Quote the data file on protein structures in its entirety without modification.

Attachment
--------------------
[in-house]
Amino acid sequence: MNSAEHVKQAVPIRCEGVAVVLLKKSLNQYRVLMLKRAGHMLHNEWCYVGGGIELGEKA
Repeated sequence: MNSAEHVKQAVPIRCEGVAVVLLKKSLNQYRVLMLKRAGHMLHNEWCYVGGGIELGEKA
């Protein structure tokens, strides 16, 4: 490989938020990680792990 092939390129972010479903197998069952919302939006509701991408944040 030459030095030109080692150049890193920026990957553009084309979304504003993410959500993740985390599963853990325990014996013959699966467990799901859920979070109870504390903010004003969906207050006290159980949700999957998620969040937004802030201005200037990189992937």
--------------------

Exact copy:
[in-house]
Amino acid sequence: MNSAEHVKQAVPIRCEGVAVVLLKKSLNQYRVLMLKRAGHMLHNEWCYVGGGIELGEKA
Repeated sequence: MNSAEHVKQAVPIRCEGVAVVLLKKSLNQYRVLMLKRAGHMLHNEWCYVGGGIELGEKA
């Protein structure tokens, strides 16, 4: 490989938020990680792990 092939390129972010479903197998069952919302939006509701991408944040 030459030095030109080692150049890193920026990957553009084309979304504003993410959500993740985390599963853990325990014996013959699966467990799901859920979070109870504390903010004003969906207050006290159980949700999957998620969040937004802030201005200037990189992937």